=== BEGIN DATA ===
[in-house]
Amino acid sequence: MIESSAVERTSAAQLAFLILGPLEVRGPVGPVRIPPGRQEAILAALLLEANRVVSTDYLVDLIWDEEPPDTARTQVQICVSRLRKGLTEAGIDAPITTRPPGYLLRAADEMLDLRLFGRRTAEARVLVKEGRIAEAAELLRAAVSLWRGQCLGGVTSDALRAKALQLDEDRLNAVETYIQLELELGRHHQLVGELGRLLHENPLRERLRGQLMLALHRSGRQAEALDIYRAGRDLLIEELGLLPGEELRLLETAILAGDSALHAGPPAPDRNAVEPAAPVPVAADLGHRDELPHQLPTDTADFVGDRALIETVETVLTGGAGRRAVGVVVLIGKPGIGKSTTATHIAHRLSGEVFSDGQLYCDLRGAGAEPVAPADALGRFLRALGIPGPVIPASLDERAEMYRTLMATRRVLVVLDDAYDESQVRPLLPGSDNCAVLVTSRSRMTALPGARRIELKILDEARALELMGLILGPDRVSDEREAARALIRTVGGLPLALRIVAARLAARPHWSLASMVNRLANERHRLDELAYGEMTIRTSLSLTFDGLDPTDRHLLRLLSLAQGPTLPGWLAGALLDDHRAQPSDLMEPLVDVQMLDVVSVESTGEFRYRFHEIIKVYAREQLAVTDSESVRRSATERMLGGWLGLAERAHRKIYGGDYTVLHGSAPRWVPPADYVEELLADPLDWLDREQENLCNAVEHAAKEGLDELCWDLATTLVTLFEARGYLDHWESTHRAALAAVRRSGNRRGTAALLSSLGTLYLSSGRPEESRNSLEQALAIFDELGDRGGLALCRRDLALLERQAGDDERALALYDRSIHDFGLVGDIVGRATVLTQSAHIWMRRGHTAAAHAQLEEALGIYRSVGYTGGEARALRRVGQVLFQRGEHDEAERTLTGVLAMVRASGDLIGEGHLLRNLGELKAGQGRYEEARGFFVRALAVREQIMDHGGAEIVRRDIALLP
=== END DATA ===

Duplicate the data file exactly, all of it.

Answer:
[in-house]
Amino acid sequence: MIESSAVERTSAAQLAFLILGPLEVRGPVGPVRIPPGRQEAILAALLLEANRVVSTDYLVDLIWDEEPPDTARTQVQICVSRLRKGLTEAGIDAPITTRPPGYLLRAADEMLDLRLFGRRTAEARVLVKEGRIAEAAELLRAAVSLWRGQCLGGVTSDALRAKALQLDEDRLNAVETYIQLELELGRHHQLVGELGRLLHENPLRERLRGQLMLALHRSGRQAEALDIYRAGRDLLIEELGLLPGEELRLLETAILAGDSALHAGPPAPDRNAVEPAAPVPVAADLGHRDELPHQLPTDTADFVGDRALIETVETVLTGGAGRRAVGVVVLIGKPGIGKSTTATHIAHRLSGEVFSDGQLYCDLRGAGAEPVAPADALGRFLRALGIPGPVIPASLDERAEMYRTLMATRRVLVVLDDAYDESQVRPLLPGSDNCAVLVTSRSRMTALPGARRIELKILDEARALELMGLILGPDRVSDEREAARALIRTVGGLPLALRIVAARLAARPHWSLASMVNRLANERHRLDELAYGEMTIRTSLSLTFDGLDPTDRHLLRLLSLAQGPTLPGWLAGALLDDHRAQPSDLMEPLVDVQMLDVVSVESTGEFRYRFHEIIKVYAREQLAVTDSESVRRSATERMLGGWLGLAERAHRKIYGGDYTVLHGSAPRWVPPADYVEELLADPLDWLDREQENLCNAVEHAAKEGLDELCWDLATTLVTLFEARGYLDHWESTHRAALAAVRRSGNRRGTAALLSSLGTLYLSSGRPEESRNSLEQALAIFDELGDRGGLALCRRDLALLERQAGDDERALALYDRSIHDFGLVGDIVGRATVLTQSAHIWMRRGHTAAAHAQLEEALGIYRSVGYTGGEARALRRVGQVLFQRGEHDEAERTLTGVLAMVRASGDLIGEGHLLRNLGELKAGQGRYEEARGFFVRALAVREQIMDHGGAEIVRRDIALLP